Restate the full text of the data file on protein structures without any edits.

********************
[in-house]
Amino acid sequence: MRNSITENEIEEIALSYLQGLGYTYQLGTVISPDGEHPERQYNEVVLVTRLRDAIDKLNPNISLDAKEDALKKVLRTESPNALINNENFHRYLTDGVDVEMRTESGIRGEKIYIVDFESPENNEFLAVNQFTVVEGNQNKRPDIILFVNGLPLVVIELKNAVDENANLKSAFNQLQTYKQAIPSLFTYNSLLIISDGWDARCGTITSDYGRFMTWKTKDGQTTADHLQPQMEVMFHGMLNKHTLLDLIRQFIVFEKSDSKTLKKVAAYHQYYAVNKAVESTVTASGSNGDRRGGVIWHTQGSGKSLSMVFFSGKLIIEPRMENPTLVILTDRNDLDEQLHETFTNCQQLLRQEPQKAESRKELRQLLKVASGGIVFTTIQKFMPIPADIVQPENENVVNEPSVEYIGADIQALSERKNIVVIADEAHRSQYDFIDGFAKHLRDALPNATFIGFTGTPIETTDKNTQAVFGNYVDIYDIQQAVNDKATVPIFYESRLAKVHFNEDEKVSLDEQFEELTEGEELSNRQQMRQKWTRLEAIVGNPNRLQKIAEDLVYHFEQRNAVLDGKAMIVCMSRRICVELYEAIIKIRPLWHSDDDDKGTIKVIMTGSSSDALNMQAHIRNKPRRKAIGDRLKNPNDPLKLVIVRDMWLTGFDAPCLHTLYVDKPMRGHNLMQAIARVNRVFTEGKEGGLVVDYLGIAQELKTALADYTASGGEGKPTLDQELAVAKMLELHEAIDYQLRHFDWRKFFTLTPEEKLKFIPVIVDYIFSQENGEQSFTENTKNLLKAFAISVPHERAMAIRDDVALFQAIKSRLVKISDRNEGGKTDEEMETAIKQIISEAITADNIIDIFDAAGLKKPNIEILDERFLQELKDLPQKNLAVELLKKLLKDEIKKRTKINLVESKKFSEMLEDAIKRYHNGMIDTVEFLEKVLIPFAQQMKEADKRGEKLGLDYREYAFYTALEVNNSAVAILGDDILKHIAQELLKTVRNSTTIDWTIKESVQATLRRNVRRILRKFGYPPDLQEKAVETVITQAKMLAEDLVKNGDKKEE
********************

[in-house]
Amino acid sequence: MRNSITENEIEEIALSYLQGLGYTYQLGTVISPDGEHPERQYNEVVLVTRLRDAIDKLNPNISLDAKEDALKKVLRTESPNALINNENFHRYLTDGVDVEMRTESGIRGEKIYIVDFESPENNEFLAVNQFTVVEGNQNKRPDIILFVNGLPLVVIELKNAVDENANLKSAFNQLQTYKQAIPSLFTYNSLLIISDGWDARCGTITSDYGRFMTWKTKDGQTTADHLQPQMEVMFHGMLNKHTLLDLIRQFIVFEKSDSKTLKKVAAYHQYYAVNKAVESTVTASGSNGDRRGGVIWHTQGSGKSLSMVFFSGKLIIEPRMENPTLVILTDRNDLDEQLHETFTNCQQLLRQEPQKAESRKELRQLLKVASGGIVFTTIQKFMPIPADIVQPENENVVNEPSVEYIGADIQALSERKNIVVIADEAHRSQYDFIDGFAKHLRDALPNATFIGFTGTPIETTDKNTQAVFGNYVDIYDIQQAVNDKATVPIFYESRLAKVHFNEDEKVSLDEQFEELTEGEELSNRQQMRQKWTRLEAIVGNPNRLQKIAEDLVYHFEQRNAVLDGKAMIVCMSRRICVELYEAIIKIRPLWHSDDDDKGTIKVIMTGSSSDALNMQAHIRNKPRRKAIGDRLKNPNDPLKLVIVRDMWLTGFDAPCLHTLYVDKPMRGHNLMQAIARVNRVFTEGKEGGLVVDYLGIAQELKTALADYTASGGEGKPTLDQELAVAKMLELHEAIDYQLRHFDWRKFFTLTPEEKLKFIPVIVDYIFSQENGEQSFTENTKNLLKAFAISVPHERAMAIRDDVALFQAIKSRLVKISDRNEGGKTDEEMETAIKQIISEAITADNIIDIFDAAGLKKPNIEILDERFLQELKDLPQKNLAVELLKKLLKDEIKKRTKINLVESKKFSEMLEDAIKRYHNGMIDTVEFLEKVLIPFAQQMKEADKRGEKLGLDYREYAFYTALEVNNSAVAILGDDILKHIAQELLKTVRNSTTIDWTIKESVQATLRRNVRRILRKFGYPPDLQEKAVETVITQAKMLAEDLVKNGDKKEE